DIY is all the rage these days and everyone appreciates a quick easy fix. Got a leaky sink? You can learn about how to fix that from a YouTube video. A plumber would most likely be a bit more efficient but then you wouldn’t get that feeling of self-satisfaction that comes with doing it by yourself.
But that feeling only continues until your sink begins to leak again. That’s because sometimes the skill and experience of a professional can’t be successfully substituted for a quick fix.
It isn’t always easy to admit that this is the case. Ear candling or earwax candling is a perfect example of a DIY fix that people keep going back to. It doesn’t really sound that pleasing, does it? So, just what is ear candling, and how is it probably not the best thing ever? Well, let’s dig into that.
Ear candling – what is it?
Have you ever had a stuffy-ear kind of feeling? Sometimes, it happens when you’re sick and your ear fills with mucus. Too much earwax can also cause this feeling and that can happen for a number of reasons. When this happens, you might experience some discomfort. You may even experience a temporary loss in your ability to hear. It kind of stinks!
Some people, as a result, think that ear candling is just the cheap and novel fix they need. The concept is that a special hollow candle is put into your ear (non-burning end). Individuals think that the wax and mucus are drawn out by the blend of heat and pressure changes inside your ear.
It should be immediately mentioned that ear candling isn’t recommended by healthcare professionals. If you’re looking for evidence that ear candling actually works and draws out wax, you won’t uncover any. Nearly every single hearing healthcare professional, as a result, will strongly advocate against using this strategy ever. Ear candling also doesn’t help with sinus pressure.
Just listen to the FDA! (What is the FDA saying about ear candling? Essentially, don’t do it!)
What are the disadvantages of ear candling?
Ear candling might feel safe, at first. It’s a really small flame. And the “equipment” is specialized. And there are a lot of people online who claim that it’s perfectly safe. So how could it be possible for ear candling to be dangerous?
Unfortunately, there’s no mistaking the fact that ear candling can be absolutely hazardous. What negative impacts can ear candling have? Here are just some of the (potentially painful) ways that ear candling can impact your health:
- Your ear can be severely burned: Fire is hot, and so is melting candle wax. If the tip of the candle or the wax gets where it’s not supposed to, you’re facing some substantial burning possibilities in your ear (and your ear is a sensitive spot).
- Your face could be seriously burned: There’s always a pretty good chance that if you’re holding a flame up near your ear, you could burn your face. Everyone has accidents once in a while. Serious burns on the face aren’t the only hazards, you could also catch your hair on fire or drip hot wax into your eye.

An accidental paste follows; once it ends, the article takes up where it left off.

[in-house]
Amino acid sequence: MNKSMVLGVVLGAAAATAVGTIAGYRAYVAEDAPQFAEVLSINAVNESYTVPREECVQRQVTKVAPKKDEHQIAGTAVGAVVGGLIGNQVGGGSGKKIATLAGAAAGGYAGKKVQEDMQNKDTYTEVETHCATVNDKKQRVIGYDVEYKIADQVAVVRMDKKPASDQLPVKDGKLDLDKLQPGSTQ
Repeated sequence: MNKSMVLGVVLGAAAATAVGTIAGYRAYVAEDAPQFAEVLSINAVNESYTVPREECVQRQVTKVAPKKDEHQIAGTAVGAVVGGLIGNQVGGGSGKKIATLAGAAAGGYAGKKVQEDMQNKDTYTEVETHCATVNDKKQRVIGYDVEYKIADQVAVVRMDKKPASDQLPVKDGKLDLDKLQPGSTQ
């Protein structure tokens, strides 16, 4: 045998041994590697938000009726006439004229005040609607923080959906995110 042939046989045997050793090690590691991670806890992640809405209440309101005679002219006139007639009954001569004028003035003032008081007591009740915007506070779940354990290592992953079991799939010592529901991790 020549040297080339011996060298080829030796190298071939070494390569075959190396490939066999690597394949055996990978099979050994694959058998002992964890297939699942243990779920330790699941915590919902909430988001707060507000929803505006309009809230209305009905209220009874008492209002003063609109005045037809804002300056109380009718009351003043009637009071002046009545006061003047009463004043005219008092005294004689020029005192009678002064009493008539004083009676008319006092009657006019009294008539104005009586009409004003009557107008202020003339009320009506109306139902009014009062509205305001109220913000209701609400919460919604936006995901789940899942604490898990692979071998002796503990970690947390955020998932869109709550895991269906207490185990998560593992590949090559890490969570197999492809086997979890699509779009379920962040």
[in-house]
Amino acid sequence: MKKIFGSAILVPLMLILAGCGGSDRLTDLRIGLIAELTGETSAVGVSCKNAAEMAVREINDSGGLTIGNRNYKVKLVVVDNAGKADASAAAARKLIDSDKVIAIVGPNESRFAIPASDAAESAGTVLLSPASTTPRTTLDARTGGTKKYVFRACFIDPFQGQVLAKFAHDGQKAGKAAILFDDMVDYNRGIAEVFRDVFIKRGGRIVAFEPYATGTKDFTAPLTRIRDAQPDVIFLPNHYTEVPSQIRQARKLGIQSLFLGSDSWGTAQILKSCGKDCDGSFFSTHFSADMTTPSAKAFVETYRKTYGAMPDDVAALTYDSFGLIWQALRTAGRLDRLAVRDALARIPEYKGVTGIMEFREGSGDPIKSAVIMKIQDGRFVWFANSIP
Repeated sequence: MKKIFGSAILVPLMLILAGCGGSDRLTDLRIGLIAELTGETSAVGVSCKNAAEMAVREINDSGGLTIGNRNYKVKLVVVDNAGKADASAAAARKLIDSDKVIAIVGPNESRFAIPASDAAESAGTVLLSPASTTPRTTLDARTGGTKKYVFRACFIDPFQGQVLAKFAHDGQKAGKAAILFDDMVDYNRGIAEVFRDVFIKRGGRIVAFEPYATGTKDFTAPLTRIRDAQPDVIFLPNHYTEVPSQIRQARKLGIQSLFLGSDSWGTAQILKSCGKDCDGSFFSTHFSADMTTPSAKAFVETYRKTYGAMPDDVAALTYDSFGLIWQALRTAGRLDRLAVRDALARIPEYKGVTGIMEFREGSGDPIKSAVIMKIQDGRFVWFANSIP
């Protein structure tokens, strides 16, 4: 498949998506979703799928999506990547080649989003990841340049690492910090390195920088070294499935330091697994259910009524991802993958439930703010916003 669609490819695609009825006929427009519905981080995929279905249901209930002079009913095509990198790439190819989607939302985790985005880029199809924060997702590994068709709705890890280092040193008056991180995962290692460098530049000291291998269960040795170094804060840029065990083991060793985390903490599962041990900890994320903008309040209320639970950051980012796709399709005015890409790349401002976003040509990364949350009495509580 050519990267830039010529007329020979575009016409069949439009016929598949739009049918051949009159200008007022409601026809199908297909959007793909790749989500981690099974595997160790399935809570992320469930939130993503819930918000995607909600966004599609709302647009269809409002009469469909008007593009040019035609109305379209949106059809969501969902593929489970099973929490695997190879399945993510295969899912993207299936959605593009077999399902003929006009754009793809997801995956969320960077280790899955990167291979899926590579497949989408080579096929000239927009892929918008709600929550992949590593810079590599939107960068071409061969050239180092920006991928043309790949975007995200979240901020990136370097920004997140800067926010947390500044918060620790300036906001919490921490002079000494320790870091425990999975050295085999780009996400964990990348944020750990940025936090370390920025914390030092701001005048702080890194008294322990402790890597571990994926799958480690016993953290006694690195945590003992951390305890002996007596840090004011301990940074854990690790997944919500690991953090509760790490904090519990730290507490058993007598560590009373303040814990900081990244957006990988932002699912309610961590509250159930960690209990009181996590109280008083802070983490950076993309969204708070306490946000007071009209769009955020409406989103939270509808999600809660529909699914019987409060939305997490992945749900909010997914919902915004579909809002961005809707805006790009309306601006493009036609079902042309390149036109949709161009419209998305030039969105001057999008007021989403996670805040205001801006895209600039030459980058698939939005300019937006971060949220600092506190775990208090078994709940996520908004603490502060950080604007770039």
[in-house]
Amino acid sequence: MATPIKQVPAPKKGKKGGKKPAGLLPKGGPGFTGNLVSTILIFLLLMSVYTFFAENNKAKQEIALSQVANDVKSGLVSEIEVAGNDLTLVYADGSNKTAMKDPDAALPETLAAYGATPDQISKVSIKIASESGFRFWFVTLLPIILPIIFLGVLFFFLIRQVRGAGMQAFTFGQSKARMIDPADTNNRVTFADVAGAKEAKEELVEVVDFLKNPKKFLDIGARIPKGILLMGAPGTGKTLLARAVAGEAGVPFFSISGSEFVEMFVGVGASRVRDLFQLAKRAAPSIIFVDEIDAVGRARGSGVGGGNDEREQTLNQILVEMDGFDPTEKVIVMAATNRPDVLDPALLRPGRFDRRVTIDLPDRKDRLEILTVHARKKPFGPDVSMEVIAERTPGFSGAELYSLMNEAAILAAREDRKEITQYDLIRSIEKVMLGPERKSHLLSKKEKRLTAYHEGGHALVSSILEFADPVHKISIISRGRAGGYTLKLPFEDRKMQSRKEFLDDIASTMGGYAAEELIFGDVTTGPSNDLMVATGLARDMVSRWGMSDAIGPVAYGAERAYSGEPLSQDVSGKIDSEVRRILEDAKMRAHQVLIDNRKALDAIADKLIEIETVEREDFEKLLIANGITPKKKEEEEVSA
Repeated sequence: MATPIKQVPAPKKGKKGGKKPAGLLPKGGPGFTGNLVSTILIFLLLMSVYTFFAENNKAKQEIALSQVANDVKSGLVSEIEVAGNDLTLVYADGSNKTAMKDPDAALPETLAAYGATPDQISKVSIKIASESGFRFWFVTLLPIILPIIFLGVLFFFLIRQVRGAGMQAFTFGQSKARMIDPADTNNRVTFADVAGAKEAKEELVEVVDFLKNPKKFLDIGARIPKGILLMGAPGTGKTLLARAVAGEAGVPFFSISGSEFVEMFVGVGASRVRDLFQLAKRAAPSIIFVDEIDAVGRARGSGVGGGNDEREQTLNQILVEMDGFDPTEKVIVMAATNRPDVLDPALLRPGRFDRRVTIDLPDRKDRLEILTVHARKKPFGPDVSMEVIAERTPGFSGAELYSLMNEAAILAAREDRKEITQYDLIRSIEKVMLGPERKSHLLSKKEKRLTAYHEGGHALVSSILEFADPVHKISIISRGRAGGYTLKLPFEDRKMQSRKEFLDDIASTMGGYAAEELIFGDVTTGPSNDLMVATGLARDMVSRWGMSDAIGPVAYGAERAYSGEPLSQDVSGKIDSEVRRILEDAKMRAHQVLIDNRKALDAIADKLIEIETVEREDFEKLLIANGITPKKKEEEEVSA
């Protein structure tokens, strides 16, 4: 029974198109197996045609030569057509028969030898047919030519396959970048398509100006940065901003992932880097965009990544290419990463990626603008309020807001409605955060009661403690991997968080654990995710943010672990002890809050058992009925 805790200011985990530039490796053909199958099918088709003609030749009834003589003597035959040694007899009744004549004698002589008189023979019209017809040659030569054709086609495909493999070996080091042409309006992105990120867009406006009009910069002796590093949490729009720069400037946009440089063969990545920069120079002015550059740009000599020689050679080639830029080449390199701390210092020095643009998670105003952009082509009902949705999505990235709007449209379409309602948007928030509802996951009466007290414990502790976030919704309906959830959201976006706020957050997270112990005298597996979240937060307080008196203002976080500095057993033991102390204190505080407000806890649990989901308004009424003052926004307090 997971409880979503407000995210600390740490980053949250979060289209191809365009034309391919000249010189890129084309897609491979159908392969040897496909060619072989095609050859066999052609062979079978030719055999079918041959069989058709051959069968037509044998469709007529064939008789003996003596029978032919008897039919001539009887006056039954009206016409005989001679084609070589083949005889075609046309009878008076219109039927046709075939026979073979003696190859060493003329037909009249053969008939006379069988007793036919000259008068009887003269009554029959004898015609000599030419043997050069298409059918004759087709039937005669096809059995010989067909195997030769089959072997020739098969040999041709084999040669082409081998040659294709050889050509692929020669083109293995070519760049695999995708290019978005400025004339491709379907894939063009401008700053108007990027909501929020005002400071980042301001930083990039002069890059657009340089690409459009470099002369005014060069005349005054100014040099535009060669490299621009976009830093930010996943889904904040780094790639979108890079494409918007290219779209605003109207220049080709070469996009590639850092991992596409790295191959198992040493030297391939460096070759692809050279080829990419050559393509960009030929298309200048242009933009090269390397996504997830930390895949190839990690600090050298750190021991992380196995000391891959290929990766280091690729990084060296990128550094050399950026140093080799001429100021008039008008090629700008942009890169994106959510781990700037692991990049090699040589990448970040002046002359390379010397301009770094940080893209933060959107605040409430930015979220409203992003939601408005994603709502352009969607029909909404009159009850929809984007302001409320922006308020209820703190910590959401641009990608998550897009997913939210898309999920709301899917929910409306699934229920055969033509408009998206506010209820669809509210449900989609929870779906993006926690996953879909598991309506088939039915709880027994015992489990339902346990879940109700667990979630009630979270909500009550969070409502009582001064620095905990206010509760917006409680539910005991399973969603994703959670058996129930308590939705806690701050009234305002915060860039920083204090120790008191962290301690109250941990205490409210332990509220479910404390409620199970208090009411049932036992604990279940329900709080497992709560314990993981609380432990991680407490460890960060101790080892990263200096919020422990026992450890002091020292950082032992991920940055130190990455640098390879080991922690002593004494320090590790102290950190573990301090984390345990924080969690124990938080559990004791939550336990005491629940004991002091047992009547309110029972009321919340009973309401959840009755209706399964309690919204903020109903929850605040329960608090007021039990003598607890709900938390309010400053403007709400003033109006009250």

- You might accidentally pierce your eardrum: There’s a risk that comes with sticking anything in your ears! Your hearing will suffer considerable damage and discomfort if you end up puncturing your eardrum. Frequently, this is something that must be addressed by a hearing professional.
- The earwax can be pushed even further into your ear: In much the same way that sticking a Q-tip in your ear can smoosh the earwax into an ever-more-dense obstruction, so too can inserting a specialized candle in your ear. Your earwax issue can be worsened by earwax candling, in other words! Other complications, from hearing loss to ear infections can also be the consequence.
- Your ear can have surplus candle wax left behind: Even if you don’t get burned, residual ear candle wax can go into your ears. Your hearing can become impacted from this, not to mention the discomfort.
So, is ear candling approved by hearing healthcare professionals? Not at all! Not only is ear candling not practical, it’s actually very dangerous!
A better way to manage earwax
Earwax is actually a good thing. In normal quantities, it’s good for your ears. It’s only when there’s an excessive amount of earwax (or it isn’t draining well) that you start to have problems. So… if you can’t make use of a burning candle to eliminate earwax, what should you do?
Seek advice from a hearing specialist if you have a persistent earwax obstruction. They might suggest some at-home solutions (including using saline or mineral oil to soften the wax, allowing it to sort of run out on its own). But in some situations, they will perform a cleaning for you.
We can clean out the wax safely with specialized tools and training.
It’s best to avoid things like ear candles and cotton swabs. Unless your hearing specialist says differently, it’s a good plan to never put anything smaller than your finger in your ear.
Give your ears some relief
If accumulated earwax is causing you a little discomfort or misery, you should schedule an appointment with us. We can help you get back to normal by removing any stubborn earwax.